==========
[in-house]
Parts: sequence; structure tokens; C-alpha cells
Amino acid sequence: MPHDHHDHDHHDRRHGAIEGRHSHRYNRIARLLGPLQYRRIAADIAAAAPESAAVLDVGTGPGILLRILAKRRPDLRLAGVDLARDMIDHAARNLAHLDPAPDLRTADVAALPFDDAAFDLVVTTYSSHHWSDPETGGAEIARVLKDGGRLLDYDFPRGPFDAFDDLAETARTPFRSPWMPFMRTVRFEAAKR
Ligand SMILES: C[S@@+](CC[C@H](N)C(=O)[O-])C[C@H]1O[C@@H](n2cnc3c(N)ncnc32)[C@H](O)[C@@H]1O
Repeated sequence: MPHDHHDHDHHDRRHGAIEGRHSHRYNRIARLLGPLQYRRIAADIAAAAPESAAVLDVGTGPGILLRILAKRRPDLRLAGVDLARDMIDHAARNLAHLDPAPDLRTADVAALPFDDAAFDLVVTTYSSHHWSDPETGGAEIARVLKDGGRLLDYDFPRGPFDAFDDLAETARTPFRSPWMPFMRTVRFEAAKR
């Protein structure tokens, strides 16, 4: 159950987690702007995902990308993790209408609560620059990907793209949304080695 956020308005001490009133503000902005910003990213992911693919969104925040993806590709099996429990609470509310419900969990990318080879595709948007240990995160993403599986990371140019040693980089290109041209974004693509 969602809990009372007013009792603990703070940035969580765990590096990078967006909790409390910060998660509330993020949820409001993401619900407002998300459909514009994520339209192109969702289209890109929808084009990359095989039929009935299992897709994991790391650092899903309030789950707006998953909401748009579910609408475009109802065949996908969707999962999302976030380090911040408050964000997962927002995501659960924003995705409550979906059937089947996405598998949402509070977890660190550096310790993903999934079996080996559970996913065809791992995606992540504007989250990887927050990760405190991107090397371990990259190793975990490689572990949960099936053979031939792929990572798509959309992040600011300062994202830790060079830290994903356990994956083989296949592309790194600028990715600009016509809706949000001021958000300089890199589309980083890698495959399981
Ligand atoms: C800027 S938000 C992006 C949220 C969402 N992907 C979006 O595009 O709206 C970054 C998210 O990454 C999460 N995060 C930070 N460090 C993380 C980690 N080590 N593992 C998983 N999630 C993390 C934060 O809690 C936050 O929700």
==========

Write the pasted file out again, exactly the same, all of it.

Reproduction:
[in-house]
Parts: sequence; structure tokens; C-alpha cells
Amino acid sequence: MPHDHHDHDHHDRRHGAIEGRHSHRYNRIARLLGPLQYRRIAADIAAAAPESAAVLDVGTGPGILLRILAKRRPDLRLAGVDLARDMIDHAARNLAHLDPAPDLRTADVAALPFDDAAFDLVVTTYSSHHWSDPETGGAEIARVLKDGGRLLDYDFPRGPFDAFDDLAETARTPFRSPWMPFMRTVRFEAAKR
Ligand SMILES: C[S@@+](CC[C@H](N)C(=O)[O-])C[C@H]1O[C@@H](n2cnc3c(N)ncnc32)[C@H](O)[C@@H]1O
Repeated sequence: MPHDHHDHDHHDRRHGAIEGRHSHRYNRIARLLGPLQYRRIAADIAAAAPESAAVLDVGTGPGILLRILAKRRPDLRLAGVDLARDMIDHAARNLAHLDPAPDLRTADVAALPFDDAAFDLVVTTYSSHHWSDPETGGAEIARVLKDGGRLLDYDFPRGPFDAFDDLAETARTPFRSPWMPFMRTVRFEAAKR
């Protein structure tokens, strides 16, 4: 159950987690702007995902990308993790209408609560620059990907793209949304080695 956020308005001490009133503000902005910003990213992911693919969104925040993806590709099996429990609470509310419900969990990318080879595709948007240990995160993403599986990371140019040693980089290109041209974004693509 969602809990009372007013009792603990703070940035969580765990590096990078967006909790409390910060998660509330993020949820409001993401619900407002998300459909514009994520339209192109969702289209890109929808084009990359095989039929009935299992897709994991790391650092899903309030789950707006998953909401748009579910609408475009109802065949996908969707999962999302976030380090911040408050964000997962927002995501659960924003995705409550979906059937089947996405598998949402509070977890660190550096310790993903999934079996080996559970996913065809791992995606992540504007989250990887927050990760405190991107090397371990990259190793975990490689572990949960099936053979031939792929990572798509959309992040600011300062994202830790060079830290994903356990994956083989296949592309790194600028990715600009016509809706949000001021958000300089890199589309980083890698495959399981
Ligand atoms: C800027 S938000 C992006 C949220 C969402 N992907 C979006 O595009 O709206 C970054 C998210 O990454 C999460 N995060 C930070 N460090 C993380 C980690 N080590 N593992 C998983 N999630 C993390 C934060 O809690 C936050 O929700």